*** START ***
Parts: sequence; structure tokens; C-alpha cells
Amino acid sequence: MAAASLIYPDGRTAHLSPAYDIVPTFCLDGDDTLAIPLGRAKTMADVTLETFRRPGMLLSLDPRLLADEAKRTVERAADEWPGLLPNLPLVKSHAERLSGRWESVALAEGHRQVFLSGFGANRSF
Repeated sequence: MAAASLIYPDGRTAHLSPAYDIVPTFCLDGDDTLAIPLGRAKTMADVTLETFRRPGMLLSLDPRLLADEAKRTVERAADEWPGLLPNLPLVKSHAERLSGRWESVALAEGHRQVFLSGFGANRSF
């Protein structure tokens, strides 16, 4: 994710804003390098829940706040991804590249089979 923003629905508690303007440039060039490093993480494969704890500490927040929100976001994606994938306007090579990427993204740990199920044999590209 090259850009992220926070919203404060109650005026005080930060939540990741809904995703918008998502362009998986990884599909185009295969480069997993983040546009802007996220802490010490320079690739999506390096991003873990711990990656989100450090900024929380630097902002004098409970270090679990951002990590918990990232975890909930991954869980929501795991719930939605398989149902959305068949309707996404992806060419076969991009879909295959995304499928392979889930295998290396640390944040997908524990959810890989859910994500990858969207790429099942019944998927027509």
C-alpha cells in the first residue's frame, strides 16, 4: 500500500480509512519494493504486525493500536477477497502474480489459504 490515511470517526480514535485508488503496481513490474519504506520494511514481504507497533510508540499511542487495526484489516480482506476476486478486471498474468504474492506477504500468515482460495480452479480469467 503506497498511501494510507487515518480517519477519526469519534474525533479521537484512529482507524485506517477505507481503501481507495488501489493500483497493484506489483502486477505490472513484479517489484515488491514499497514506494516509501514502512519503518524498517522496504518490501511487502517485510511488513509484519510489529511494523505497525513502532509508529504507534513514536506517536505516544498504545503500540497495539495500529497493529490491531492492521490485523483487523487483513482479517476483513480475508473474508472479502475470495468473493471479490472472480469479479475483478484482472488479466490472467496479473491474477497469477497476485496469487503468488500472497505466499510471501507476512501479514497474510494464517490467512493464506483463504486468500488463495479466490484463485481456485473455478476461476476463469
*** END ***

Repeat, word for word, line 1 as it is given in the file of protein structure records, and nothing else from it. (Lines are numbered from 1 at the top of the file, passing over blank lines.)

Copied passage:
Parts: sequence; structure tokens; C-alpha cells